Supporting culture change through eLearning?
It’s no secret that the ODI has a core focus on culture and the benefits that a more open society can bring. Solving the worlds big problems and challenges facing feeding, housing and supporting our ever growing population are now much more apparent. This is also reflected in the focus of the ODI's activities this year around smart cities and agriculture.
Training is considered the start of any journey with the ODI. All our training is designed to take people on a personalised journey through open data and our passionate trainers are there to learn with you and help unlock the potential in whatever situation is relevant to you, be it personal, organisational or governmental. We believe that the face to face engagement is critical in allowing people to not only learn but also experience the benefit of a more open culture.
You can imagine then how petrified I am every time I hear someone say the phrase "Why don’t you put your learning online?"
Before we continue, it should be noted that the materials used in our face-to-face training are already online (such as those from the Open Data in a Day course here. However, this is not the same as putting learning online.
This, combined with the fact that my slides contain hardly any words and half of them I like to contradict, does not lead to a rich or particularly coherent online learning experience. Further, reading bland and boring slides online instantly loses the emotional connection to the trainers.
I’ve been thinking for some while what to do about this and many people have touted video as the answer. I believe they are right, but also believe that this is not that straightforward. To me there are only a few good sources of video based learning out there, such as the TED talks and a few others.
The problem is that these videos only appeal to visual learners and not those who prefer a greater level of engagement, or as it is traditionally known, deep learning. TED talks are also just that, talks, with no connected learning material or chance to change the linear nature of the learning.
On the flip side, we can look at online courses from universities (MOOCs if you like acronyms). These courses tend to consist of talking head videos followed by a multiple choice questionnaire. The videos tend to have much less production value and be much less engaging than the TED talks and the simple questionnaires can feel insulting. Which often makes MOOCs look like a health and safety training video… fun [sarcastic].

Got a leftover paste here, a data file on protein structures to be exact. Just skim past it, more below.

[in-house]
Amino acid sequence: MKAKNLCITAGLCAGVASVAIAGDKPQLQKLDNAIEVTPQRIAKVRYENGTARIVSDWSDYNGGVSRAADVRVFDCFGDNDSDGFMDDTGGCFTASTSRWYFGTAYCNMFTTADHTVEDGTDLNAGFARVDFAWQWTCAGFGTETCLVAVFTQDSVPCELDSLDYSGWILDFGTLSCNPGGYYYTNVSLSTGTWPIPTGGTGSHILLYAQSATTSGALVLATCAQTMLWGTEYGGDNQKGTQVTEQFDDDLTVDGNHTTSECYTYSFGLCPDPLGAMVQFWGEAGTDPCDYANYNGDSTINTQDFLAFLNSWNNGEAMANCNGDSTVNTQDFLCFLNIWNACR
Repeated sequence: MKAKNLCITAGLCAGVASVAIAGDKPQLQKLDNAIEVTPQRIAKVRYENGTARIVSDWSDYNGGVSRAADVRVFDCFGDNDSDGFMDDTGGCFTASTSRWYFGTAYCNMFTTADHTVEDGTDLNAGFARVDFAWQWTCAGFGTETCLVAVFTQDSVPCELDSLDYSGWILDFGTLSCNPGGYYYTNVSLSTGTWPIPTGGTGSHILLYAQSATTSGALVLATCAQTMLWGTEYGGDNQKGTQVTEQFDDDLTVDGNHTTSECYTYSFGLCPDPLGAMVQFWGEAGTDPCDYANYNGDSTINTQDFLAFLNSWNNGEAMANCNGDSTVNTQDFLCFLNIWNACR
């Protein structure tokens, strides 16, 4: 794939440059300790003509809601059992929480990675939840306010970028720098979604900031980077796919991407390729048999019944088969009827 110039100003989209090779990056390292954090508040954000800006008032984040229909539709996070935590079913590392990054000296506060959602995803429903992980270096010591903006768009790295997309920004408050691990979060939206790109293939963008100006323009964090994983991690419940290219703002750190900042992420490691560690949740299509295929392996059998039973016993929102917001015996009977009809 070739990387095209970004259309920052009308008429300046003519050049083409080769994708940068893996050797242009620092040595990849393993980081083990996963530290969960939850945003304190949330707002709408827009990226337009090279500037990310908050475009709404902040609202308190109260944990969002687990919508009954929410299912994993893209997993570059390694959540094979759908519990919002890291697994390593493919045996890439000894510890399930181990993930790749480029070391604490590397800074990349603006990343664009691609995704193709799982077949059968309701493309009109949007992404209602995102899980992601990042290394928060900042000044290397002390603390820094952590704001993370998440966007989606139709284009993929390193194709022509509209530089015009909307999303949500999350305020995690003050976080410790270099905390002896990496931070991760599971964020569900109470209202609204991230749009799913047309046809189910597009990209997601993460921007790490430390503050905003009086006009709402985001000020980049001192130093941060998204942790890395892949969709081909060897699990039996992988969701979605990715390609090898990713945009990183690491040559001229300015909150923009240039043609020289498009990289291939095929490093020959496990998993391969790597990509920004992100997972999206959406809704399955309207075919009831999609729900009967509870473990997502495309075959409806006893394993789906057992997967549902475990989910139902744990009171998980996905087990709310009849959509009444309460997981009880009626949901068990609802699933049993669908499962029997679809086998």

I visited the learning technologies conference in Olympia recently in search of the answer. Firstly, I had to filter out those people who had a platform and not a solution (that’s called middleware) then see past those solutions that are successful purely because organisations mandate that people must do the training (refer back to aforementioned health and safety video). This left me with a small (among the 300+ companies there) number of companies who seems to care about creating engaging, emotional and involving content.
The one idea that struck me was trying to recreate the physical experience in a semi-virtual space. I have been careful here to use the phrase semi-virtual as a virtual space was also touted as the next big thing but I really can’t see the average citizen wearing an Oculus Rift or designing their own avatar before they can learn. Semi-virtual spaces are videos where CGI is used to overlay interactive and engaging content, including the trainer. I feel this solution could have real merit.
So it is with some excitement and trepidation that we at the ODI are going to working on exactly this type of content. We have secured some funding for this activity and shall hopefully be putting our learning online in Q3 of 2015. I say hopefully as we are still fighting a daily battle regarding the need to spend so much time and money on engaging content. "Others did this is in half the time and cost with double the content, why can't you?"... I'll let you guess what kind of content got produced. (If you can't guess press the page up key and read from the start).
Dr David Tarrant is the ODI's senior trainer.
Image courtesy of Sergey Galyonkin, under CC Attribution-ShareAlike 2.0 Generic licence.